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FUMES #437

March 19, 2008

Publisher's Note: I'm at the New York International Auto Show this week so we asked A.J. Morning, our East Coast motorsports correspondent, to file a report from the 12 Hours of Sebring. "Fumes" will return next week. - PMD


The only constant is change.

By A. J. Morning

Sebring, FL. The Greek philosopher Heraclitus is credited with having said that. Isaac Asimov repeated it years later. And last Saturday, while the perennially-favored Audi and dark-horse Peugeot teams were suffering mechanical issues, Porsche took full advantage of that constant and rode it to their first endurance race victory in the American Le Mans Series – and their first Sebring win since 1988.

The same Porsche team took the overall win several times in 2007, but only during shorter races. Audi reigned supreme when it came to the long-distance endurance run.

Not anymore.

At this point, there is little sense in defining the Penske Porsche RS Spyder team (or that of Dyson Racing) as P2, or the Audi R10 TDI and Peugeot 908 HDi as P1. In the ALMS, starting last year and making itself absolutely clear over this weekend, the lines that used to separate those two classes are effectively blurred beyond recognition. While the P1/P2 designations remain in place for what amount to political reasons, the timing and scoring screen tells another story. The top three finishers overall were P2 cars, at least until Adrian Fernandez’ Acura was disqualified following a post-race inspection. Even after the #15 Lowe’s Acura failed the stall test, four of the top five overall spots were taken by P2 entries.

Without diminishing the fantastic run by the #7 DHL-sponsored Porsche, however, there were mitigating factors. The #1 Audi finished 67 seconds behind the winning Porsche, after having spent ten minutes in the pits earlier on. Brake issues, plus a stop-and-go penalty in the pits for taking out the #46 Porsche, cost Audi what would have likely been an astounding ninth straight win. While the team from Audi Sport North America celebrated a class win in P1, there was no masking their disappointment at losing the overall.

At a track as tough as Sebring – and let there be no doubt, few tracks on Earth present the challenges known to drivers here – the win goes to those teams that most effectively anticipate and respond to the aforementioned constant, change.

At the beginning of the race, the sky was clear, the sun’s heat was strong, and the track was hot. Naturally, as the day wears on and darkness falls, the track conditions change. Grip diminishes. The setting sun blinds drivers blasting wide-open down the Ullman Straight heading into Turn 17, and then disappears into darkness. The air becomes cool and dense. Acceleration, deceleration, and cornering loads take their toll on drivers and cars – as the brake engineer from Audi would certainly attest.

The flat, bump-ridden concrete span doesn't cut the driver any slack, and if one is lucky enough not to demolish the car when it goes off-course, you still end up shoveling half of the dirt in southern Florida as you limp back to the pits.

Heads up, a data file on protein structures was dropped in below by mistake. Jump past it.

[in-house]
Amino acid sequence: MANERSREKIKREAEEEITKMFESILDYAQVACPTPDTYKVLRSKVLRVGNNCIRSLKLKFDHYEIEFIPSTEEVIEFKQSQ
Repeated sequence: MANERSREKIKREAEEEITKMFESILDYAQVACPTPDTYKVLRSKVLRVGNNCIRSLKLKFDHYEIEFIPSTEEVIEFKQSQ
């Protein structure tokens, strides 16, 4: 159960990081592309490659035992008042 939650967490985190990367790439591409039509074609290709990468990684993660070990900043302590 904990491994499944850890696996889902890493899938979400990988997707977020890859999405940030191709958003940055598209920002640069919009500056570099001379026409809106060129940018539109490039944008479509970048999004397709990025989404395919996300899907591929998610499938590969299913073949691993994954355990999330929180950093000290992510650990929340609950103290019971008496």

Some cars didn’t even get to start: The BK Motorsports Mazda (done up in some gorgeous new BP livery) crashed during qualifying – a wild ride through the air that saw the car land on top of the tire wall. This necessitated a halt in Prototype qualifying, during which the sanctioning body determined that the qualifying session (and the new lap records set in various classes) would be disallowed – teams would start the 12 Hours based on their practice times.

As one team guy told me earlier today, "this is the exact opposite of the Daytona 24 we just ran. Daytona was 24 hours of heaven. This is 12 hours of hell."

GT1 class offered little in the way of surprises, but was still long on talent and excitement: Johnny O’Connell, Jan Magnussen, and Ron Fellows scored the win in the #3 Corvette C6.R, fully eight laps ahead of teammates Olivier Beretta, Oliver Gavin, and Max Papis. With or without formidable competition, the two-car Corvette team is still one of the most fascinating to watch in all of motorsports. The cars are fast, louder than hell, look great (especially with the new graphics), and are always as uniquely American as it gets.

Just one class down, in GT2, the Flying Lizard Porsche of Marc Lieb, Wolf Henzler, and Jorg Bergmeister broke through for the team’s first Sebring win. The Lizards clearly had their program together, as they took the top two positions in GT2.

Further back in GT2, the #61 Risi Competizione Ferrari took the last spot on the podium, and the class saw the introduction of both the Ford GT and Dodge Viper Competition Coupe. The Ford looked great (depending on who you are), and sounded like a true American monster of steel, though it retired after 186 laps. The Dodge, on the other hand, was still in the game at the end, completing 295 laps. Both cars looked fantastic on the grid, and both show plenty of promise.

In its 56th running, this is still the greatest road race in North America . It’s some of the finest international diplomacy played out on tarmac. The French, the Germans, the Brits and the Italians, the Swiss and the Aussies, the Kiwis and the Scots, and us, the host Americans, all working it out at speed. It all comes together, and it all blends beautifully.

Somehow, we all just get along and have the best damn time in the world.

That’s it for now – I’ll see you at the next pit stop.


Publisher's Note: In our continuing series celebrating the "Golden Era" of American racing history, here is another image from the Ford Racing Archives. - PMD

(Ford Racing Archives)
Ontario, CA, 1971. A.J. Foyt drives the Wood Brothers' Purolator Mercury to victory in the 500-mile NASCAR race.